Spence prefaces this apparent arrogance with a statement illustrating his mindset. Obviously, he does not believe he is setting up for failure those who read his book and follow his path. Preceding "Winners only win," he states, "One must be cautious in assuming such power as I have suggested. It is a very great power, indeed ... power [which can] easily slip over the fine line into arrogance? Unaccustomed to feeling this power, we can abandon humility. That one occupies the center of one's universe does not preclude humility. One must remember that. One occupies the center of one's own universe only because one has made the choice, not out of arrogance but out of truth. Truth is never arrogant."
Most readers of ETC. probably regard truth, law, beauty as relative terms and believe that much could be said - indeed an infinity of things - about any "pure" concept - indeed about purity itself.
The "signal reaction" of anger receives a great deal of attention from Spence. He labels it a secondary response to hurt/pain. Hurt can originate from perceived attack, be it lack of respect, personal slight, etc. To ameliorate hurt and discover a way to deal with it, the author advises us to seek the specific cause of the hurt and its resultant pain. This is an honest and truthful approach to argumentation. Concurrently with trying to identify the cause of pain and hurt, there, naturally, occurs a time lapse - a most important factor which contributes to de-escalating the violence of continued charges and countercharges. Simply restating or paraphrasing "the other's" argument provides us the opportunity to discover the root causes of the pain, the not always obvious agenda of "the other" and, in so doing, we uncover "truth." By analogy, "truth" is that hub contained at the center of the proverbial onion; it may also be viewed as the "heart zone," vulnerable, timid, and emotionally protected by layers of artifice, guile, and surface sophistication.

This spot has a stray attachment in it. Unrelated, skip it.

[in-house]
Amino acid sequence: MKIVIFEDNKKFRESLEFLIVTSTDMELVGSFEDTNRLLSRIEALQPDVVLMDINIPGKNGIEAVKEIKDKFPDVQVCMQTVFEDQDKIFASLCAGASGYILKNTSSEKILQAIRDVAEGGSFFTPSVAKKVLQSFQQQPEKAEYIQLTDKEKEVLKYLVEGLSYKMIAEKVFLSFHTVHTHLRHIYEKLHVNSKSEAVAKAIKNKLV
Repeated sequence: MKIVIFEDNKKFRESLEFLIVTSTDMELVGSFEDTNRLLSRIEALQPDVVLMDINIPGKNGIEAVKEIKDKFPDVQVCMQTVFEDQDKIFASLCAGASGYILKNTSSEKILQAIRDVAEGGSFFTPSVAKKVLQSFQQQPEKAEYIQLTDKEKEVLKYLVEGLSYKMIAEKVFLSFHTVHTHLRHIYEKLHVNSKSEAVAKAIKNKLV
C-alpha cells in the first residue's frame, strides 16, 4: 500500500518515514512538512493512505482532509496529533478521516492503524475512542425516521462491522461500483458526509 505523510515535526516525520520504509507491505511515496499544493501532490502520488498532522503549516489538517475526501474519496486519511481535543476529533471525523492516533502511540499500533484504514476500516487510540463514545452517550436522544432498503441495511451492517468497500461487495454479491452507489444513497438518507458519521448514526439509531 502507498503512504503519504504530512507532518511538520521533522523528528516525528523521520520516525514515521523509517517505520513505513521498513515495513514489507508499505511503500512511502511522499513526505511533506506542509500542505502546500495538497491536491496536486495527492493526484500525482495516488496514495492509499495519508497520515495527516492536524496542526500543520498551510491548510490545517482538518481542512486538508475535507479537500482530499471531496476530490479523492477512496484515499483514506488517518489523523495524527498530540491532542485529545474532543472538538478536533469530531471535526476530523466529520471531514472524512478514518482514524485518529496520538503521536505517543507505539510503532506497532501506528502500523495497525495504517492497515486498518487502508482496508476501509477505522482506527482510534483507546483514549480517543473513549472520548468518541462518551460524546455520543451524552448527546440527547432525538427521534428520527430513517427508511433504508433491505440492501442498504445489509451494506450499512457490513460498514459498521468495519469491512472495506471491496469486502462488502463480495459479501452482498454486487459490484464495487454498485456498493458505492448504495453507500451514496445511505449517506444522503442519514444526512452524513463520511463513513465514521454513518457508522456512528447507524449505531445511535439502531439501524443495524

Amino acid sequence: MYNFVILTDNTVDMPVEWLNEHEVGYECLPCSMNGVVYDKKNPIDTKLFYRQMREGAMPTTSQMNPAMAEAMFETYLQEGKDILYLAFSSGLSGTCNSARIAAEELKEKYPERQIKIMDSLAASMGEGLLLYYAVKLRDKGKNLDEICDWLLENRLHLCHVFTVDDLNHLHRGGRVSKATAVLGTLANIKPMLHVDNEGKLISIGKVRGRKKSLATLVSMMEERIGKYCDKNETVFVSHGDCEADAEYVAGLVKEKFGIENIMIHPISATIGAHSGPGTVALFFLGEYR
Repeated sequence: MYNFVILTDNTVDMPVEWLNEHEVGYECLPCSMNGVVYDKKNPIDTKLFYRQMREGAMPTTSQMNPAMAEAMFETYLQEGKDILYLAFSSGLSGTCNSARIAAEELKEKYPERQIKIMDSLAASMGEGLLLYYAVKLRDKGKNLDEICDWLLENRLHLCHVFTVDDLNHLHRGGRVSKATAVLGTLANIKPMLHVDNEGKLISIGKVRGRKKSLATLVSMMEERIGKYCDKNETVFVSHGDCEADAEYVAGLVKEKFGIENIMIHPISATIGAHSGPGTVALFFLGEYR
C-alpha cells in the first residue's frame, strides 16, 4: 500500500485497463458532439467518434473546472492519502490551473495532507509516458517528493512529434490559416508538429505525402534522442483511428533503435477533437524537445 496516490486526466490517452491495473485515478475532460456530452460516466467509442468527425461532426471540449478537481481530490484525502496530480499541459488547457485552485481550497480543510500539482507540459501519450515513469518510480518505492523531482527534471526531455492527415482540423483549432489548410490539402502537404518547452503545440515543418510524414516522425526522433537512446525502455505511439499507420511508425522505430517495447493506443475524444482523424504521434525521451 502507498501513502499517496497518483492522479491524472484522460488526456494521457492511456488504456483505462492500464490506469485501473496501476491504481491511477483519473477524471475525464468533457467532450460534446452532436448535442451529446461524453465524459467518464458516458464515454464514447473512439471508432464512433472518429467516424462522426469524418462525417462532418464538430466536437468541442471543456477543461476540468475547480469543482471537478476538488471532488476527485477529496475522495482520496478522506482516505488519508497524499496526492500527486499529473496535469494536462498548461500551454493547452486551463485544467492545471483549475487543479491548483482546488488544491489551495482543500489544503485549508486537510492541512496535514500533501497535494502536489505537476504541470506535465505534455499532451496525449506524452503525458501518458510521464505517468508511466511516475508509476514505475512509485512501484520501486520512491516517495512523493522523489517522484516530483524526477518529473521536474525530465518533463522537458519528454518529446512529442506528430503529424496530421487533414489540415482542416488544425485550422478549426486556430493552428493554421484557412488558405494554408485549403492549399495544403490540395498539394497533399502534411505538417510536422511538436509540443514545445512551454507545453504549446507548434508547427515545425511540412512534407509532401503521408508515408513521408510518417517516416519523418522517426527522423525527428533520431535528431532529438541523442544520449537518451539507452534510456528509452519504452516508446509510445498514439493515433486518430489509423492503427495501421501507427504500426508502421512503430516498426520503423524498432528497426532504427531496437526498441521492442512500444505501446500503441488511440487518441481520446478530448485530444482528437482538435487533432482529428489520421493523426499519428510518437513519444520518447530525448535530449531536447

The "truth" of which Spence speaks, is the truth as he portrays it, how he chooses to interpret it and how, in his extensive experience of more than forty years, he has not lost a criminal case if presenting it before a jury. Should one read, heed, and confront Spence with the mindset he, himself, has developed and revealed? If he were presented with an equally compelling and truthful argument "from the Heart Zone," as he describes it, what would happen?
The conundrums populating the field of general semantics research include the epistemological stalemate which must occur when two advocates with similar mindsets present "truth which is never arrogant" to a jury of humanistic ethicists. Can we conceive of alternative, more effective ways to communicate the contestants' ideas?
I'm still mulling over this. My own notes and the book, itself, deserve a rereading.
Thomas E. Walsh New York, New York
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|Author:||Walsh, Thomas E.|
|Publication:||ETC.: A Review of General Semantics|
|Article Type:||Book Review|
|Date:||Sep 22, 1995|